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I’m in a happy mood because here at Chester we are re-introducing a course that we ran a number of years ago - BSc Mathematics and Computer Science. It is close to my heart because my own undergraduate degree is in Mathematics and Computer Science.

Mathematicians have a number of transferrable skills that can work well in the computer science and IT field. Think logically? Tick. Systematic approach? Tick? Attention to detail? Tick.

A bit about the course.

Our new course brings together the areas of mathematics and computer science that have a close association. Students will learn to programme in a number of languages and will also learn some of the underlying mathematical concepts underpinning this, such as logic. We will introduce you to some of the algorithms in optimisation theory that are used for minimising costs and carbon footprints in supply chain work and logistics, and how to implement such algorithms on a computer system. By teaching you the underlying theory we are equipping you to become part of the next generation of researchers, who may develop and code the next generation of algorithms. But if you have not done any programming before – don’t worry. We do not assume any prior knowledge of programming.

What can you do with it?

Let me start by talking about how my undergraduate qualification still equips me for my research and consultancy work. As someone who does a lot of mathematical modelling, I find it invaluable to be able to visualise solutions to my models and to simulate scenarios on the computer to test hypotheses, and to gain insight into how the model behaves – before sitting down to do some mathematics I may well spend a day or two just ‘playing’ with the model on a computer.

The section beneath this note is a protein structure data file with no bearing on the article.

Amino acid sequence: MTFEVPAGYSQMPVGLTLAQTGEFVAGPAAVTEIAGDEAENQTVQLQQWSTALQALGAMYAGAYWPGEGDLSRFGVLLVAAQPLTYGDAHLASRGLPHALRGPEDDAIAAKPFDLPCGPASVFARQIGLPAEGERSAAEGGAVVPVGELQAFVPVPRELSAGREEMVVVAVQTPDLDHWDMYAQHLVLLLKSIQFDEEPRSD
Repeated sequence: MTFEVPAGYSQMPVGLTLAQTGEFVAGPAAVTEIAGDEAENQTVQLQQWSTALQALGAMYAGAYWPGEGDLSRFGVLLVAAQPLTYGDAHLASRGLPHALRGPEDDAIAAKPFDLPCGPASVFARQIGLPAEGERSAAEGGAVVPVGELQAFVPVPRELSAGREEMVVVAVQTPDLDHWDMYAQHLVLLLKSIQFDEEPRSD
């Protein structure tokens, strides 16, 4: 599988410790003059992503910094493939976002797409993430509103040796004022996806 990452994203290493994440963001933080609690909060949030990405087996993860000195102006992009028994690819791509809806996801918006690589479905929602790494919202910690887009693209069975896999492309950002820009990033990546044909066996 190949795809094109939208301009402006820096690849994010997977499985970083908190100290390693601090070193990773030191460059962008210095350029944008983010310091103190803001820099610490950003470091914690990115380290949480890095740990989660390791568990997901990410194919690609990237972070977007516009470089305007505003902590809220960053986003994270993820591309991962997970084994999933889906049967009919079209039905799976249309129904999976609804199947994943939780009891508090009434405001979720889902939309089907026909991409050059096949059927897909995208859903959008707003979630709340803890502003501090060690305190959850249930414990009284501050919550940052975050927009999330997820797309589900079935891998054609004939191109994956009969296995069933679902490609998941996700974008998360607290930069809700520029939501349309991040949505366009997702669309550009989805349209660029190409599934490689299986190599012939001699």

A paper I co-authored a couple of years ago looked at a complex mathematical model of tumour growth. The computational simulations were key to understanding how the model worked, which parts of the model were most sensitive to change, and to discovering how robust the model was in dealing with changing scenarios.

Many problems in the real world are ‘messy’ and so textbook approaches to methods of solution with a pen and some paper usually fall short. Sometimes the best we can do is use an iterative approach to approximate the solution, and so mathematics and computer science come together to firstly design the algorithm and then to code the algorithm, test it and implement it. The ‘messy’ problems that exist in our world are extremely diverse and interesting – navigation systems, IT-based healthcare solutions, optimisation of the national grid, CGI effects in the film and games industries, financial forecasting, building complex models and algorithms to understand the effects of climate change – and much more.

And if you are interested in a career in cybersecurity? Well, if you have a background in both mathematics and computer science your future looks bright. This is a growth area, requiring a work force with skills provided by a course that focuses on mathematics and computer science.

Get some more info.

For more information on the University of Chester’s BSc Mathematics and Computer Science course, visit our course page.

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